As Japan’s needs mount in the aftermath of its earthquake, tsunami and radiological disasters, the United States and China are putting aside their regional differences to help the Japanese recover, offering up military and emergency services for assistance.
Japan and the United States have had their share of tensions with China lately, thanks to feuds over U.S.-Korean exercises near China’s borders and disputes between China and Japan over where those borders actually lie, among other issues.
But since the earthquake hit on Friday, tensions have given way to cooperation, as Japan’s closest ally and biggest rival have pitched in to help. While the two big Pacific powers aren’t launching any joint relief operations in Japan at the moment, their aid efforts point to the hopeful prospect for some regional confidence-building in the future — or, at the least, what Pacific disaster assistance looks like in an age where both China and the United States dominate the area.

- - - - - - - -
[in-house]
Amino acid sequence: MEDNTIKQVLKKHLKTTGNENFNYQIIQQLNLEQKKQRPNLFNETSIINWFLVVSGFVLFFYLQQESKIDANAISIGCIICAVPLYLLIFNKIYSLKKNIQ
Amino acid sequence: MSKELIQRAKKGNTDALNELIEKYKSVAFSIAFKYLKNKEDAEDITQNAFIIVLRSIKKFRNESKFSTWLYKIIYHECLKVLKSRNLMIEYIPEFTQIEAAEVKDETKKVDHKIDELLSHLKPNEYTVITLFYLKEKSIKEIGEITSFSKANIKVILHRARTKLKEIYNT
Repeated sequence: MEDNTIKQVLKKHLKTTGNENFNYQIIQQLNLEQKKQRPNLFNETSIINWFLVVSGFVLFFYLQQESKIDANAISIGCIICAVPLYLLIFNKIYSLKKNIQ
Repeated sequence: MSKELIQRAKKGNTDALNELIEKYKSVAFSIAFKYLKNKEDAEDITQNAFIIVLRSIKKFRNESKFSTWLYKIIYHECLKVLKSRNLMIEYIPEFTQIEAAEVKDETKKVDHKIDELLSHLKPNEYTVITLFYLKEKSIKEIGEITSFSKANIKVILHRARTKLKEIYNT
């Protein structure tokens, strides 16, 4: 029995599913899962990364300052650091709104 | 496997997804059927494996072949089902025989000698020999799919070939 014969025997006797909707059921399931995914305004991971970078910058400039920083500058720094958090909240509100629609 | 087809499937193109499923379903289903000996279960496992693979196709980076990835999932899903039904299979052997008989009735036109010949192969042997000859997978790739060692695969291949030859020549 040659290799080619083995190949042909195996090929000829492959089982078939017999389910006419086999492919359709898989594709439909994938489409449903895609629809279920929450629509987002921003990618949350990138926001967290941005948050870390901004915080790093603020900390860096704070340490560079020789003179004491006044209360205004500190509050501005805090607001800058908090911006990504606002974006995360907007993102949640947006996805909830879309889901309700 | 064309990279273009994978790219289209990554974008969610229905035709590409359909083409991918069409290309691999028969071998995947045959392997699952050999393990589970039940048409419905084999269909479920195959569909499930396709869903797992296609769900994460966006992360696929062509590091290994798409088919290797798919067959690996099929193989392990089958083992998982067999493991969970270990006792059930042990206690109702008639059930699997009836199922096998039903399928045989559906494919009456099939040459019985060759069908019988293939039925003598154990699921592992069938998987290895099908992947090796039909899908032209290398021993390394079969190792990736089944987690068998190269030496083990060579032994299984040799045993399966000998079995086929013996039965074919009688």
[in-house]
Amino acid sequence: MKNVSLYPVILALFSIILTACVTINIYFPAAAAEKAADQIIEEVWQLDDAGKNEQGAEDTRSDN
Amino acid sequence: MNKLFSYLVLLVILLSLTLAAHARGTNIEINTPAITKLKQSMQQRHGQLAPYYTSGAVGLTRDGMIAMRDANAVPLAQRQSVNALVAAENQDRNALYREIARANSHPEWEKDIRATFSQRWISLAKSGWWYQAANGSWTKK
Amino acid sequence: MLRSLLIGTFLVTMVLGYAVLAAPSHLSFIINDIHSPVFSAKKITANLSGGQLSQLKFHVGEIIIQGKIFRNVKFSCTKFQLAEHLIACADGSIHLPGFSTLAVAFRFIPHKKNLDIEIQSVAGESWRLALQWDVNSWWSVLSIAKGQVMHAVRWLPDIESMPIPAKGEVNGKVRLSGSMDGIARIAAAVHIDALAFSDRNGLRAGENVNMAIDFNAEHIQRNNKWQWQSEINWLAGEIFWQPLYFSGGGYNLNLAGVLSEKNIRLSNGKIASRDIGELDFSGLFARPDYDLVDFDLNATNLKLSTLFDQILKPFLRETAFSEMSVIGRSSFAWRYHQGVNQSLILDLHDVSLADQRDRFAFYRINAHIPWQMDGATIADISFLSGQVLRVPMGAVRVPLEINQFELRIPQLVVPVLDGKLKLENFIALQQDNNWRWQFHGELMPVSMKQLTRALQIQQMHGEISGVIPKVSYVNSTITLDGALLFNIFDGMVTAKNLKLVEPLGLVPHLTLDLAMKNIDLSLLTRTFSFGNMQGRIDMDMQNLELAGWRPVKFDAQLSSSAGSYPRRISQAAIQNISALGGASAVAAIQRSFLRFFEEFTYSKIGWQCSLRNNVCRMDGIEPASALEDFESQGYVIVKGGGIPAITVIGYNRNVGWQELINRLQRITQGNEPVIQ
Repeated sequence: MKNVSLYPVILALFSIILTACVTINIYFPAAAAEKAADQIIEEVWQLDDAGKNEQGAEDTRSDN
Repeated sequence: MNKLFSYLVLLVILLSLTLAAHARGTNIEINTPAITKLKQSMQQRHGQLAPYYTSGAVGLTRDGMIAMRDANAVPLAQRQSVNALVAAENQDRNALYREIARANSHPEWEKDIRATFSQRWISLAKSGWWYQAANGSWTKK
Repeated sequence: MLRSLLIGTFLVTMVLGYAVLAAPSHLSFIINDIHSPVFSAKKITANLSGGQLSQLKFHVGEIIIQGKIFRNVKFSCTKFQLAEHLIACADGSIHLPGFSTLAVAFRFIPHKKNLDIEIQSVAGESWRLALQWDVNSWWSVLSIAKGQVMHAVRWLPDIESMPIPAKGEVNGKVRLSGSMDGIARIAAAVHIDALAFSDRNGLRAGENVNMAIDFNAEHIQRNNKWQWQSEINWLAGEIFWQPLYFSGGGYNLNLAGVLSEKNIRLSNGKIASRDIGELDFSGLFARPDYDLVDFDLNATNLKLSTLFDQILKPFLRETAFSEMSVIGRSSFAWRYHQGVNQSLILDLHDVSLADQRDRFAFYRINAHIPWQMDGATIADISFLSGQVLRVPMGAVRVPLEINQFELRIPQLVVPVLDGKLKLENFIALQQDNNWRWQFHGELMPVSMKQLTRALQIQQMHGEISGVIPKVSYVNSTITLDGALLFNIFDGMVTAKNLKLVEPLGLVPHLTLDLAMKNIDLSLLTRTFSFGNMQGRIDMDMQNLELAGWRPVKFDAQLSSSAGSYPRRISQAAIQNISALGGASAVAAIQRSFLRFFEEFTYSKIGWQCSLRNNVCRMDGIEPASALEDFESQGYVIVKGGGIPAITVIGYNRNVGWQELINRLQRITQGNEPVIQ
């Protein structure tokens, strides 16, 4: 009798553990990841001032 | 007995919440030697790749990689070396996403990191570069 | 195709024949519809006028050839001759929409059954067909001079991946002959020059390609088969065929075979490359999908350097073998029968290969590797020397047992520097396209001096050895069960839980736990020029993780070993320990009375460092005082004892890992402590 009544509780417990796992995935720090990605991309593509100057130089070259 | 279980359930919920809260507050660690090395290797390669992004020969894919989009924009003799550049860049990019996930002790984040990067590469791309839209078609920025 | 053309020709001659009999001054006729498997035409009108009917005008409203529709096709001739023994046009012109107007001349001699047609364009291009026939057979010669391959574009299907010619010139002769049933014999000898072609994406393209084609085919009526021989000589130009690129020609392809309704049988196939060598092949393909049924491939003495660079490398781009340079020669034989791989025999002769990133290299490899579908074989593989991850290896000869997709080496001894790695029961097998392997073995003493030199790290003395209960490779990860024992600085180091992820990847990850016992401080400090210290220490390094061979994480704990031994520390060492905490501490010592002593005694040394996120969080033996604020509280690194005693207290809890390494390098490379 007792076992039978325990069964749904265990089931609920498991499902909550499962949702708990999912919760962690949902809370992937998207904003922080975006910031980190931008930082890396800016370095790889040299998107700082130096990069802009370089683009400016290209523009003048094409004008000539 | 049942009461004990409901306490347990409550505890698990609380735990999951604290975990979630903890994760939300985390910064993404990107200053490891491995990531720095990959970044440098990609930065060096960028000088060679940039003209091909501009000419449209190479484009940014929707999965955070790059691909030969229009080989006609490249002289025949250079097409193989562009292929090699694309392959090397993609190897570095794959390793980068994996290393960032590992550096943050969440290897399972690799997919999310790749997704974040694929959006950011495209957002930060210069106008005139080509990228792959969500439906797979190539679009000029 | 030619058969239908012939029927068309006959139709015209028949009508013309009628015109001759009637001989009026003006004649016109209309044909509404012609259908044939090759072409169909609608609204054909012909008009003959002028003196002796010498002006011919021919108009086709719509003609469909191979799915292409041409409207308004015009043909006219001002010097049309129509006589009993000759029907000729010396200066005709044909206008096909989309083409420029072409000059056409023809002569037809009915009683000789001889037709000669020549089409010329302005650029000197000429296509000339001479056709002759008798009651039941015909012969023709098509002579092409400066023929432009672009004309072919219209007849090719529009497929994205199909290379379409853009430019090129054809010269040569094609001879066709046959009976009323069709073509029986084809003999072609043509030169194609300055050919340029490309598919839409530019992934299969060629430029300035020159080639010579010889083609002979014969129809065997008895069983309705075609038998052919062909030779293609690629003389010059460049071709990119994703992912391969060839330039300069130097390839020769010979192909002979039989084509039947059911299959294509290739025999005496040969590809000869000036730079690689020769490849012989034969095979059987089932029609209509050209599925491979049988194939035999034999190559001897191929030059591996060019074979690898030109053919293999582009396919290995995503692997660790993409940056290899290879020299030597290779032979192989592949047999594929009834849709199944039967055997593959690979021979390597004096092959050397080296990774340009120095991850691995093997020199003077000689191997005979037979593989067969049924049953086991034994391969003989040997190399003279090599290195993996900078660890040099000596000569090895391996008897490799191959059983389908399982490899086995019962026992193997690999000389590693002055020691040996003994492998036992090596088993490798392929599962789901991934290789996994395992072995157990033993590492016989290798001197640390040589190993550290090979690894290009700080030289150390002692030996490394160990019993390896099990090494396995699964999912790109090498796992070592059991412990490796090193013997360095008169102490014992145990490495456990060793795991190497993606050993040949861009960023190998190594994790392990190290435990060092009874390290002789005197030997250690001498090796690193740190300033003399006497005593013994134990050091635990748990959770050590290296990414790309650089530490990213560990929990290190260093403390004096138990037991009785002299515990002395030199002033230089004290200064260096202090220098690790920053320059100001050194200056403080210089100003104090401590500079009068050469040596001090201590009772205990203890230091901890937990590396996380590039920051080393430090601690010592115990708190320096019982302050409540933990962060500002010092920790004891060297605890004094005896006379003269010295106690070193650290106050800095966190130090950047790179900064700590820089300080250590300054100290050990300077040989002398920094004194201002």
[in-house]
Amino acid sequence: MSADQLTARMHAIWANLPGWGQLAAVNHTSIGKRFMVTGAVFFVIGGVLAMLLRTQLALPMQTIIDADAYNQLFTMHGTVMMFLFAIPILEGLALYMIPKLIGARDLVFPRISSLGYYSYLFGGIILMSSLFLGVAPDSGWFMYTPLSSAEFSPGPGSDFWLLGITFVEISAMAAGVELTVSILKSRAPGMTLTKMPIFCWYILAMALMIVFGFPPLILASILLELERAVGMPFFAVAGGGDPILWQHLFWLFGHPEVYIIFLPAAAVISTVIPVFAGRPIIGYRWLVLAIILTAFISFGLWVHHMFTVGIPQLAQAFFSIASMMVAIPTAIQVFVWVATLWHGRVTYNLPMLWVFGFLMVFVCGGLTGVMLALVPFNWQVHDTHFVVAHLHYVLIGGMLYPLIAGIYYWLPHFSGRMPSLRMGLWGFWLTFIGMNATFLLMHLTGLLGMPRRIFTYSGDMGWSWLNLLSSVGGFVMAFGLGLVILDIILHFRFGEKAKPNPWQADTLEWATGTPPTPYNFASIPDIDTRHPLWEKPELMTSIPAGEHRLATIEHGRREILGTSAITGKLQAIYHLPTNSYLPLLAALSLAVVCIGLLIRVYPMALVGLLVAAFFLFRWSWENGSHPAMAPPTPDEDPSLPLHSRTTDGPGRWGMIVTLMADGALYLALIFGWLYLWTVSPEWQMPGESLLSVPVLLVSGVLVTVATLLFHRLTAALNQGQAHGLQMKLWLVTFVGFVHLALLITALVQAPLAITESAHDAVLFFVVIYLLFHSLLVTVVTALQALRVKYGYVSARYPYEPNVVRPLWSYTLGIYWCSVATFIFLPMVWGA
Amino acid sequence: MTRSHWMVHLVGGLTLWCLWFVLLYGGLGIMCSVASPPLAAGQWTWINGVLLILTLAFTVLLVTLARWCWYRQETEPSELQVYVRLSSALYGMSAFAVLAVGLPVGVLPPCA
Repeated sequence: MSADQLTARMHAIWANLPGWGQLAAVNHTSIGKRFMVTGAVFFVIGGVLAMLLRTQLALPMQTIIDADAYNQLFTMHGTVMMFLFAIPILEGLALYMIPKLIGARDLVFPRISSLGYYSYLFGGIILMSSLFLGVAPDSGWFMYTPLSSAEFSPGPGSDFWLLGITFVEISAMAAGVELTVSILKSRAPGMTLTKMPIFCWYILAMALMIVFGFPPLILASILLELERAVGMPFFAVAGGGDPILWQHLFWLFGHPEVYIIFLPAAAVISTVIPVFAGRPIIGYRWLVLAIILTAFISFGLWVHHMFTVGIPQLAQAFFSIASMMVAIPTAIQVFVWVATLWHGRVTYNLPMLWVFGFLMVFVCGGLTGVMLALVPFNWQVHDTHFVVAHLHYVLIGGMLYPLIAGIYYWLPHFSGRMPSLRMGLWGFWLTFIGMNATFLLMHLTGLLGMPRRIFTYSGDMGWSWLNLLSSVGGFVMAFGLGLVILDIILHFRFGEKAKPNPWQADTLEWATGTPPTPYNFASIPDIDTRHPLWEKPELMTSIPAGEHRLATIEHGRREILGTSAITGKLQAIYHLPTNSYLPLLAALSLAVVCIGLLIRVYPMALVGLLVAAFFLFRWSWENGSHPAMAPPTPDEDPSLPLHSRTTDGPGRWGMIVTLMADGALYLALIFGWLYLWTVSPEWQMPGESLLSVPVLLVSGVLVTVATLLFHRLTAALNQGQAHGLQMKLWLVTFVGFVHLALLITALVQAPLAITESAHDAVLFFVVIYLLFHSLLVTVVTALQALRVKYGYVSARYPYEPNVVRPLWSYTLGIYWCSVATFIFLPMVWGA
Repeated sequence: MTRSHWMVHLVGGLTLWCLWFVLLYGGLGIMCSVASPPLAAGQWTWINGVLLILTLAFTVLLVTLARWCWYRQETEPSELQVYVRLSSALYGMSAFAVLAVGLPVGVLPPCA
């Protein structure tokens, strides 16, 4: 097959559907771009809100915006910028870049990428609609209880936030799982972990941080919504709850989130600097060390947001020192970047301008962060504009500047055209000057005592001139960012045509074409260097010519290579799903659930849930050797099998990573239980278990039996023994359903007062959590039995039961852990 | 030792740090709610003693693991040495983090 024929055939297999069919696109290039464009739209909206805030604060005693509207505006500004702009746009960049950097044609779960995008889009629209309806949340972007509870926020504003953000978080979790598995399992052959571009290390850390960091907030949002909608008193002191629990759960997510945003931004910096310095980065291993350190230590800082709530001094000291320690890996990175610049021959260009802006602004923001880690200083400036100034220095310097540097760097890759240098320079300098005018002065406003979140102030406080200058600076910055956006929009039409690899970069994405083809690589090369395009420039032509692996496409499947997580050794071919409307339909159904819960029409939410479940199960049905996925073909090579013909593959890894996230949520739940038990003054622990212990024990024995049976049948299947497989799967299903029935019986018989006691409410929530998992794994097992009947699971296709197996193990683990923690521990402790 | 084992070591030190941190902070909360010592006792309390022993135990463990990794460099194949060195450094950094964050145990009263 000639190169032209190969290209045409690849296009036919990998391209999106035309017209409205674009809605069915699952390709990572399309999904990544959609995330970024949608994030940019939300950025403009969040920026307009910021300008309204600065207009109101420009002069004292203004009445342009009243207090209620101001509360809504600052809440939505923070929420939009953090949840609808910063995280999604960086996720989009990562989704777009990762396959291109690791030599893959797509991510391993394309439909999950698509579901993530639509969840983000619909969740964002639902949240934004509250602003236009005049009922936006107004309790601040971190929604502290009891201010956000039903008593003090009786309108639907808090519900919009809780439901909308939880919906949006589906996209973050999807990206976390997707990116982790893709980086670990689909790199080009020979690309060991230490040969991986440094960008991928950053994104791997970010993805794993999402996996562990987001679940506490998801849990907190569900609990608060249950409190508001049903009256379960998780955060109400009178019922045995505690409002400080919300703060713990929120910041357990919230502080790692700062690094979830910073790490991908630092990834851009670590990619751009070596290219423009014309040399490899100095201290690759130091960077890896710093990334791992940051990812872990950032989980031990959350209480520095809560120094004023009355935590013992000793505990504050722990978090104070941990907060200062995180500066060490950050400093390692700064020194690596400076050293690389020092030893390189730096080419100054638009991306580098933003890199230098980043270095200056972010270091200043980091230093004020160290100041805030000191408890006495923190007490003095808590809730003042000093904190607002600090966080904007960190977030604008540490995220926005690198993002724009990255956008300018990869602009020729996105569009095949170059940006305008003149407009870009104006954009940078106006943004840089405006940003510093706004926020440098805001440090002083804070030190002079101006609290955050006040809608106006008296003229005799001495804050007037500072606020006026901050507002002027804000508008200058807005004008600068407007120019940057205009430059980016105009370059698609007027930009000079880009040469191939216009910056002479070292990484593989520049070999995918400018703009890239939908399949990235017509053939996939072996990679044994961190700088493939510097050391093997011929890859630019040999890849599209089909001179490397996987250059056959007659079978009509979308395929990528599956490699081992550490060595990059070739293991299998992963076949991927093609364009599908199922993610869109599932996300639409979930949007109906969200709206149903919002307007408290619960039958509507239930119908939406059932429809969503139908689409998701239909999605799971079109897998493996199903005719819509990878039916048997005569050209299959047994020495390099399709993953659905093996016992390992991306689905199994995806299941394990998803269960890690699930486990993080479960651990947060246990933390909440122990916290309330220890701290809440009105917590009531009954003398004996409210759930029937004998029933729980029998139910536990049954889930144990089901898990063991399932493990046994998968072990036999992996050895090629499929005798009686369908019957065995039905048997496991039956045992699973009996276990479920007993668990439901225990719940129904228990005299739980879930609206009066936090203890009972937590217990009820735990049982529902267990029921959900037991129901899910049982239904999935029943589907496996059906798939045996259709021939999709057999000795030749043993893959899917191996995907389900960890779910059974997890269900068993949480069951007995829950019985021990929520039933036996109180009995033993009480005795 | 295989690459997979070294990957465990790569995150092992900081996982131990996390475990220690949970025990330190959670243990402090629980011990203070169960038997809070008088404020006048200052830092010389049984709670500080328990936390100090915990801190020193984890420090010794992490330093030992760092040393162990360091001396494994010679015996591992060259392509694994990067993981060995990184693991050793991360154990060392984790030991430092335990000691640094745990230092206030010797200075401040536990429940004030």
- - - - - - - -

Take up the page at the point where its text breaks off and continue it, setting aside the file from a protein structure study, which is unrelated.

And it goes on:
At the moment, the U.S. Navy has a number of ships operating off the coast of Japan, including the aircraft carrier USS Ronald Reagan, its carrier group and the destroyers Fitzgerald, McCain, McCampbell and Wilbur off the coast of Japan. Four more ships, the Blue Ridge, Essex, Harper’s Ferry and Germantown are set to arrive tomorrow.
The military also dispatched a Global Hawk spy drone to Japan ”at the request of the Japanese government,” according to an Air Force representative.
That fits a pattern of drone deployment during natural disasters: Last year, the Air Force diverted a Global Hawk from Afghanistan to provide imagery and surveillance after Haiti’s earthquake. The drone, able to fly for 30 hours at a time, provides imagery and reconnaissance — helpful to disaster managers and emergency services personnel looking to assess damage.
Marines stationed at Okinawa have also begun coordinating assistance on the mainland as part of Operation Tomadachi and another 2,200 are set to arrive in Japan shortly.
It’s not just the military that’s lending an American helping hand. Elite Los Angeles and Fairfax county search and rescue teams arrived in Japan Sunday and reached the stricken coastal city of Ofunato on Monday. Thus far, they’ve found no survivors. Iwate prefecture, on Japan’s northeast coast, suffered particular devastation from the quake and subsequent tsunami, with 200 dead and 191 missing as of today.
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